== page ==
Make Your Own Urolithin A by Making This “Yogurt” – Maybe!

Urolithin A has some purported anti-aging benefits, including removing old mitochondria and promoting the production of healthy new ones. See this study: “Urolithin A as a Potential Agent for Prevention of Age-Related Disease: A Scoping Review”.

However, UA is expensive, and some people don’t like buying it because the Mitopure brand, which manufacturers it (then sells it to different companies to distribute) is a subsidiary of Nestlé, a brand I’m personally boycotting. (The boycott has nothing to do with this article, but if you’re curious about it, see this link).

So make your own

I experimented recently with making my own UA “yogurt”. My recipe:

  • Start with some organic half-and-half (1/2 whole fat milk, 1/2 light cream)
  • It’s probably good to boil the half and half to kill any competing bacteria, but I usually don’t because the kind I buy is ultra-pasteurized.
  • If you boil it, let it cool down to around 102° F.
  • In a separate container, mix 1 tablespoon of inulin with three capsules of Solaray Bacillus Coagulas.
  • Add a little milk to the mixture and stir well, then add it to the half and half.
  • Cover and ferment overnight.
  • After fermenting, stir in some fresh pomegranate arils, or pomegranate powder, or concentrate.
  • Why this works – or might work: Pomegranate is rich in ellagic acid. Researchers have found that if our gut is populated with the right strain of BC, and we then eat some pomegranate or another source of ellagic acid, our bodies will make their own UA. See this study.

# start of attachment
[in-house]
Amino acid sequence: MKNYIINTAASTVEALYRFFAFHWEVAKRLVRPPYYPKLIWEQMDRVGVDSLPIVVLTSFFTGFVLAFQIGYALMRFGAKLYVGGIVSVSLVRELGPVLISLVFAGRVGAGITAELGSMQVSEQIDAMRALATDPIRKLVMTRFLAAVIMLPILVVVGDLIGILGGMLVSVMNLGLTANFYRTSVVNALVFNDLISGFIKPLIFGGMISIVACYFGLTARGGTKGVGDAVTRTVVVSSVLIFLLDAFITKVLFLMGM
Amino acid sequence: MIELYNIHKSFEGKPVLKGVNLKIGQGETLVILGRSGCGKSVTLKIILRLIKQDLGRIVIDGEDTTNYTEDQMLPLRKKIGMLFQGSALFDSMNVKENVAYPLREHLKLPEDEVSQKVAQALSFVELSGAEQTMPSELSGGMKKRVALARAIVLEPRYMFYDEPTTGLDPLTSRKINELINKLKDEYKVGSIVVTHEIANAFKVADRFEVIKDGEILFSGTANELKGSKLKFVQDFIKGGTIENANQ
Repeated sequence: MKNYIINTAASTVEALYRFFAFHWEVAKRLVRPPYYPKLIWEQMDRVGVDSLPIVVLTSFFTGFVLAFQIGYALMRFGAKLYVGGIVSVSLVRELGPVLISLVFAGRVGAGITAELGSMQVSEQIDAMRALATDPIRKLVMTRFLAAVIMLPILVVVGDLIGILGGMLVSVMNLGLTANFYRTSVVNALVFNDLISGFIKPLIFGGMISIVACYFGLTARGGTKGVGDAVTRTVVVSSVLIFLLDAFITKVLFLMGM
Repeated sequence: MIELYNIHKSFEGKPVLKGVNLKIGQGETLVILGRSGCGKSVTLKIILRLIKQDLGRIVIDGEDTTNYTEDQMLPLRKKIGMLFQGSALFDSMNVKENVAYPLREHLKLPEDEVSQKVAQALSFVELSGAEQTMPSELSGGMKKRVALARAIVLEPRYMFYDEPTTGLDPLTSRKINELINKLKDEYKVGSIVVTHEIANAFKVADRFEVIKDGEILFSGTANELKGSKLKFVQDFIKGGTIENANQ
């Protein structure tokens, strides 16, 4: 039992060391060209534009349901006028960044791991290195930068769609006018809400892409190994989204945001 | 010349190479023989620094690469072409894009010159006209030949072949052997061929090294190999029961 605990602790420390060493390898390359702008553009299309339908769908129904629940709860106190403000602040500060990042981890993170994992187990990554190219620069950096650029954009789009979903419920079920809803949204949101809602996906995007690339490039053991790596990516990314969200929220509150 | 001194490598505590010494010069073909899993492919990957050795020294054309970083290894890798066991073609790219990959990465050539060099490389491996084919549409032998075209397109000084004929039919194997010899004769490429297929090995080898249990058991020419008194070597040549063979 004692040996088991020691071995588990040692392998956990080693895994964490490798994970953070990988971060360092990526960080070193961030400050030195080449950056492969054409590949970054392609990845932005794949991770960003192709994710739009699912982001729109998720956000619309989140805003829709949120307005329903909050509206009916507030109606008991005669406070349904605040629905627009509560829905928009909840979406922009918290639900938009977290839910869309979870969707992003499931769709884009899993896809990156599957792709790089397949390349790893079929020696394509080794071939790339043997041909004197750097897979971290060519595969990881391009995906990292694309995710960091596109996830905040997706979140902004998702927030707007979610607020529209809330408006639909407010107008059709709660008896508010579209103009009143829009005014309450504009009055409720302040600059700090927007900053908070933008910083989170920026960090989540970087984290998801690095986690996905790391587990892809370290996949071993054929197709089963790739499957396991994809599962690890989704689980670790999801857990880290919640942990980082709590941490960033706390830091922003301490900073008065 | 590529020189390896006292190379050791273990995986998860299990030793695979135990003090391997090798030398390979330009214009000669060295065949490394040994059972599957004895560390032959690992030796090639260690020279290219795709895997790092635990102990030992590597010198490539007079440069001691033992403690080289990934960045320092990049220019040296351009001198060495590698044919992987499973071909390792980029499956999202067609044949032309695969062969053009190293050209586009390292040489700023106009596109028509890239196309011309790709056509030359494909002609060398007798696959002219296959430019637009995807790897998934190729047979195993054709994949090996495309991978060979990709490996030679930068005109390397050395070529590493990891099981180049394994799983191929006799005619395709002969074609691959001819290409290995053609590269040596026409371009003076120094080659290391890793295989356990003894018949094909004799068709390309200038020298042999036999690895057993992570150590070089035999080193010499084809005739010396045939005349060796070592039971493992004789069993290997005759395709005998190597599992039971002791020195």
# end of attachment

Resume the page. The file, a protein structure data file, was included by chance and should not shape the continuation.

But does it work?

Will the conversion of ellagic acid into UA work with the Solaray Bacillus Coagulas probiotic? I’m not sure, actually, as there are several strains of BC, but I’m hoping it will. I can say that the yogurt is delicious, mild flavored, slightly sweet and slightly tart and very easy to make.

Eating the yogurt should, in any case, help populate my gut with a probiotic which has been found to have many other health benefits – as does ellagic acid.


This is from a recent article about ellagic acid published in the Memorial Sloan Kettering Cancer Centerr

Ellagic acid is a naturally occurring compound called a tannin, found in red raspberries, strawberries, pomegranates, and walnuts. In laboratory studies, ellagic acid showed antiviral, antibacterial and antioxidant and cancer-preventive properties.

Not medical advice

This article is not intended as, and should not be taken as, medical advice. I’m not advising that people eat any particular diet or take any particular supplement(s), just reporting on what I’m doing. Supplements, like medications and other interventions, can have side effects; I would encourage people to research both possible benefits and side effects before starting on any supplementation regimen, and consult with a medical professional about any issues which might have a medical component.  See full Medical Disclaimer

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